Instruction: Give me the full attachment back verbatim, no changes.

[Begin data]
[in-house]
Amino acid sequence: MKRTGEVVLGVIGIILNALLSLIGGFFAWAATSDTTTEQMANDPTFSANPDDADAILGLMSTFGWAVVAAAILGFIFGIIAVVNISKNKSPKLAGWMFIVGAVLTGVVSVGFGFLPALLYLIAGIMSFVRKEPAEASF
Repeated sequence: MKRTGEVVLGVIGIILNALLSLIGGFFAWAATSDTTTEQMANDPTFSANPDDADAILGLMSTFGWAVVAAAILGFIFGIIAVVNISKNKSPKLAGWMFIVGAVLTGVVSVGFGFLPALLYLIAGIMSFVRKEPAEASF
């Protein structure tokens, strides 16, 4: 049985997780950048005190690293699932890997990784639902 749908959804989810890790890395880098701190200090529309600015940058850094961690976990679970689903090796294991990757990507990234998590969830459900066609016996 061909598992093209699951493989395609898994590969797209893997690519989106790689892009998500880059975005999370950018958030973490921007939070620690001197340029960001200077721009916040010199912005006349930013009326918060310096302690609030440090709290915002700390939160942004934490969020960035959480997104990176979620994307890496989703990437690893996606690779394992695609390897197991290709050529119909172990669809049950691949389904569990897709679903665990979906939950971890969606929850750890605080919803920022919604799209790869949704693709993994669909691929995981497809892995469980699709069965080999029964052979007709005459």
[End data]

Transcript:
[in-house]
Amino acid sequence: MKRTGEVVLGVIGIILNALLSLIGGFFAWAATSDTTTEQMANDPTFSANPDDADAILGLMSTFGWAVVAAAILGFIFGIIAVVNISKNKSPKLAGWMFIVGAVLTGVVSVGFGFLPALLYLIAGIMSFVRKEPAEASF
Repeated sequence: MKRTGEVVLGVIGIILNALLSLIGGFFAWAATSDTTTEQMANDPTFSANPDDADAILGLMSTFGWAVVAAAILGFIFGIIAVVNISKNKSPKLAGWMFIVGAVLTGVVSVGFGFLPALLYLIAGIMSFVRKEPAEASF
């Protein structure tokens, strides 16, 4: 049985997780950048005190690293699932890997990784639902 749908959804989810890790890395880098701190200090529309600015940058850094961690976990679970689903090796294991990757990507990234998590969830459900066609016996 061909598992093209699951493989395609898994590969797209893997690519989106790689892009998500880059975005999370950018958030973490921007939070620690001197340029960001200077721009916040010199912005006349930013009326918060310096302690609030440090709290915002700390939160942004934490969020960035959480997104990176979620994307890496989703990437690893996606690779394992695609390897197991290709050529119909172990669809049950691949389904569990897709679903665990979906939950971890969606929850750890605080919803920022919604799209790869949704693709993994669909691929995981497809892995469980699709069965080999029964052979007709005459």